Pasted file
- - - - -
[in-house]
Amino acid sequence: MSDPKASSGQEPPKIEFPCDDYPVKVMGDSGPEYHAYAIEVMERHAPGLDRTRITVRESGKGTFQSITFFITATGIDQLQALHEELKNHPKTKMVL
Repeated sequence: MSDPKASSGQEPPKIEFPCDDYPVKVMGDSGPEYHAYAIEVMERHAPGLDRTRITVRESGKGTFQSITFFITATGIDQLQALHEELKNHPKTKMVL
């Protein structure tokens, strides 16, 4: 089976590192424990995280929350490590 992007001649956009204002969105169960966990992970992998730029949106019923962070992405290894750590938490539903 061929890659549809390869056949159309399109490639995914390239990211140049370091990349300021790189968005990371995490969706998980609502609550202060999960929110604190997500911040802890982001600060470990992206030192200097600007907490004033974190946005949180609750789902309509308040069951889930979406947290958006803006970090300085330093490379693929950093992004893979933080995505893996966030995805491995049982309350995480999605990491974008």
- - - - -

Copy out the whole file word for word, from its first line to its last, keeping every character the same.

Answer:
[in-house]
Amino acid sequence: MSDPKASSGQEPPKIEFPCDDYPVKVMGDSGPEYHAYAIEVMERHAPGLDRTRITVRESGKGTFQSITFFITATGIDQLQALHEELKNHPKTKMVL
Repeated sequence: MSDPKASSGQEPPKIEFPCDDYPVKVMGDSGPEYHAYAIEVMERHAPGLDRTRITVRESGKGTFQSITFFITATGIDQLQALHEELKNHPKTKMVL
């Protein structure tokens, strides 16, 4: 089976590192424990995280929350490590 992007001649956009204002969105169960966990992970992998730029949106019923962070992405290894750590938490539903 061929890659549809390869056949159309399109490639995914390239990211140049370091990349300021790189968005990371995490969706998980609502609550202060999960929110604190997500911040802890982001600060470990992206030192200097600007907490004033974190946005949180609750789902309509308040069951889930979406947290958006803006970090300085330093490379693929950093992004893979933080995505893996966030995805491995049982309350995480999605990491974008």